The funny thing about a TV show based on time travel, that doesn’t actually leave the present day is… well, it isn’t really funny.
Kevin Williamson takes a break from horror (does he still work in that genre, anymore?) with an adapted TV show that airs opposite another time-travel TV show (Making History), thus making this at least the third time-traveling series to premiere this season alone (can’t forget Timeless). Time After Time attempts to answer the age-old question: Whatever happened to Jack the Ripper?
A stylish London of 1893 is depicted in the two-hour series premiere, where the Ripper goes by the name of Dr. John Stevenson (played by Josh Bowman). For his day job, he works as a respected surgeon; at nights, he murders prostitutes and the homeless. But when the constables of Scotland Yard target him for questioning, he manages to slip into a time machine, vanishing forever. This working time machine is created by H.G. Wells (Freddie Stroma), in an attempt to research some of the very novels he’s about to write. Both 19th century characters arrive in the present-day United States and after watching three episodes, the main theme of the series seems to simply be fish out of water, but without many laughs.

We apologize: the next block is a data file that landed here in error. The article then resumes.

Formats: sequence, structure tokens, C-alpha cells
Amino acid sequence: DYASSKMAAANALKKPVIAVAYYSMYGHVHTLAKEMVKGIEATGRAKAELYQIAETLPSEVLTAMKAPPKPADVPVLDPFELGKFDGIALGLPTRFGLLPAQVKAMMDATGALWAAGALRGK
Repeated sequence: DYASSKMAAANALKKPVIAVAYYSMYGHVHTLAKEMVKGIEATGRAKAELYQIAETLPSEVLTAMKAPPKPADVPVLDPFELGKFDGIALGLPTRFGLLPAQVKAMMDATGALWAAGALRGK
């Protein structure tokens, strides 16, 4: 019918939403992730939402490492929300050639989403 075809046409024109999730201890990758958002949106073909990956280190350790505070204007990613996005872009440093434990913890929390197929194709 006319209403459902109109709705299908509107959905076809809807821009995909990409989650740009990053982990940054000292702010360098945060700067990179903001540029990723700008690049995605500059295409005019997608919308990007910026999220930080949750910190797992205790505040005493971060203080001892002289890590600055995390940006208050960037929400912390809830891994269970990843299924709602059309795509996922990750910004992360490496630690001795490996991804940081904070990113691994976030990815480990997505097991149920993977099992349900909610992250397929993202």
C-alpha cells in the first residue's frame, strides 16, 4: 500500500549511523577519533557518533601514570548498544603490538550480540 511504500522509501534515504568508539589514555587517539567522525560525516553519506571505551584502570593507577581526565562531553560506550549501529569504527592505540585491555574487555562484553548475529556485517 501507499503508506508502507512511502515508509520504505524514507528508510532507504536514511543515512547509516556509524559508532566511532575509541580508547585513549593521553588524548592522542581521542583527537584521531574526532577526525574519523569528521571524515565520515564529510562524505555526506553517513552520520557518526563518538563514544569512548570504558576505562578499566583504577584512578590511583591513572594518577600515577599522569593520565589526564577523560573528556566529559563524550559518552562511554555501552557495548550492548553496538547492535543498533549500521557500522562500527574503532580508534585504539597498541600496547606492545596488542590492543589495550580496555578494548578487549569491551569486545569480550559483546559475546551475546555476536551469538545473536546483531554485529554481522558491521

Wells partners up with a New York Metropolitan Museum assistant curator (Genesis Rodriguez) and his great-great granddaughter (Nicole Ari Parker) in a race against time (see what I did there?) to capture Stevenson and prevent any further murders. Based on a novel of the same name, Time After Time offers a learning curve for the displaced main characters. The Man Who Invented Tomorrow doesn’t quite fully comprehend sarcasm, is a slow learner when dealing with 21st century life, is fascinated by technology and race relations, while quickly learning to abide by current-day traffic laws. The good doctor is upset that his past medical accomplishments were never spotlighted, but his killings were. There’s a chasm in terms of comparing their characters. While Wells is a little too naive, Stevenson is too smart for his own good, especially coming from Victorian England.
In terms of the bigger picture, the storyline is a little bland and there’s not many special effects, but the time machine does look expensive and cool in a steampunk kind of way. I like the idea of a TV series built around historical fiction, but the trouble with time travel is there always seems to be a few time paradoxes involved, popping up from time to time (see what I did there?). It’s an interesting mash-up, but so far, the characters haven’t yet exploited the central core of the theme with maximum results. If you have a TV show based upon a time machine, you should take the viewer on a ride. So far, that ride’s been bumpy and boring, with no threats of ripping any holes within the fabric of time (or this reviewer’s interest), which is a bad forecast for this emerging series. Time After Time needs a little jolt in its story, before it fades into the sunset as a killer time-traveling afterthought.